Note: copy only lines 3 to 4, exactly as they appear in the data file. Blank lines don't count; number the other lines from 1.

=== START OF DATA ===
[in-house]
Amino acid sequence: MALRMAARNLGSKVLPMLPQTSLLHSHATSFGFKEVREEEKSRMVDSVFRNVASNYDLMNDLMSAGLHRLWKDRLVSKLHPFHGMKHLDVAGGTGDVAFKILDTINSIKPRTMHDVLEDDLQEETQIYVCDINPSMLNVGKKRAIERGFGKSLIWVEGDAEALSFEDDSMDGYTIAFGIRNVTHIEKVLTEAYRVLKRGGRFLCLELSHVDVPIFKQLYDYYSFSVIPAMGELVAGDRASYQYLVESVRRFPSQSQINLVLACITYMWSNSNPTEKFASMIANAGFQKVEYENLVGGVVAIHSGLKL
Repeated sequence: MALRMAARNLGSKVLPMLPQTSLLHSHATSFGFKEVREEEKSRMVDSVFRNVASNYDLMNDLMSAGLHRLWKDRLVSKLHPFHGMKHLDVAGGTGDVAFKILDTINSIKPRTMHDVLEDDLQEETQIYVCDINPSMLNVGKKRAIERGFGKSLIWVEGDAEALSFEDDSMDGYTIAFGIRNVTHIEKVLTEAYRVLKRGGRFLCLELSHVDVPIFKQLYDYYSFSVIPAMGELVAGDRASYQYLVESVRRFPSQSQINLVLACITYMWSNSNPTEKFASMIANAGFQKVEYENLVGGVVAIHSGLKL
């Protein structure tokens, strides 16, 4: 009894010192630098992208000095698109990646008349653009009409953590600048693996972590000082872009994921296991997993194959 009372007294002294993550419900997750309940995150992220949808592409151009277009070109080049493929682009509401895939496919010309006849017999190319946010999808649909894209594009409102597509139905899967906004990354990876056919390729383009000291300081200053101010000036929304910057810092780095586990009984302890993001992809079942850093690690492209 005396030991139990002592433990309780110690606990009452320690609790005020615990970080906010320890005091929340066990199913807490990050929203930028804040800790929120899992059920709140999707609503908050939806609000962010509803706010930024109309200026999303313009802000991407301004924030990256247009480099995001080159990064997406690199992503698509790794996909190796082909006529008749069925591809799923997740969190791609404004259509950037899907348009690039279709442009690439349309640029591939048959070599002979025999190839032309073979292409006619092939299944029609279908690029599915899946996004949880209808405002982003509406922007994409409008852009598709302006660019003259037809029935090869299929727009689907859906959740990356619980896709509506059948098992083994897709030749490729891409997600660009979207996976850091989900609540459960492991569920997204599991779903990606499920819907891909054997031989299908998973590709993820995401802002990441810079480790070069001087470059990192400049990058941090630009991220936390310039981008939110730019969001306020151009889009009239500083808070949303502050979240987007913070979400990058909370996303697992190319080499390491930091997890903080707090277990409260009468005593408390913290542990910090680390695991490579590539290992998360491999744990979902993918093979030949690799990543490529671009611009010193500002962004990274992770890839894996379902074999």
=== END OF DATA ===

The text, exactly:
Repeated sequence: MALRMAARNLGSKVLPMLPQTSLLHSHATSFGFKEVREEEKSRMVDSVFRNVASNYDLMNDLMSAGLHRLWKDRLVSKLHPFHGMKHLDVAGGTGDVAFKILDTINSIKPRTMHDVLEDDLQEETQIYVCDINPSMLNVGKKRAIERGFGKSLIWVEGDAEALSFEDDSMDGYTIAFGIRNVTHIEKVLTEAYRVLKRGGRFLCLELSHVDVPIFKQLYDYYSFSVIPAMGELVAGDRASYQYLVESVRRFPSQSQINLVLACITYMWSNSNPTEKFASMIANAGFQKVEYENLVGGVVAIHSGLKL
């Protein structure tokens, strides 16, 4: 009894010192630098992208000095698109990646008349653009009409953590600048693996972590000082872009994921296991997993194959 009372007294002294993550419900997750309940995150992220949808592409151009277009070109080049493929682009509401895939496919010309006849017999190319946010999808649909894209594009409102597509139905899967906004990354990876056919390729383009000291300081200053101010000036929304910057810092780095586990009984302890993001992809079942850093690690492209 005396030991139990002592433990309780110690606990009452320690609790005020615990970080906010320890005091929340066990199913807490990050929203930028804040800790929120899992059920709140999707609503908050939806609000962010509803706010930024109309200026999303313009802000991407301004924030990256247009480099995001080159990064997406690199992503698509790794996909190796082909006529008749069925591809799923997740969190791609404004259509950037899907348009690039279709442009690439349309640029591939048959070599002979025999190839032309073979292409006619092939299944029609279908690029599915899946996004949880209808405002982003509406922007994409409008852009598709302006660019003259037809029935090869299929727009689907859906959740990356619980896709509506059948098992083994897709030749490729891409997600660009979207996976850091989900609540459960492991569920997204599991779903990606499920819907891909054997031989299908998973590709993820995401802002990441810079480790070069001087470059990192400049990058941090630009991220936390310039981008939110730019969001306020151009889009009239500083808070949303502050979240987007913070979400990058909370996303697992190319080499390491930091997890903080707090277990409260009468005593408390913290542990910090680390695991490579590539290992998360491999744990979902993918093979030949690799990543490529671009611009010193500002962004990274992770890839894996379902074999």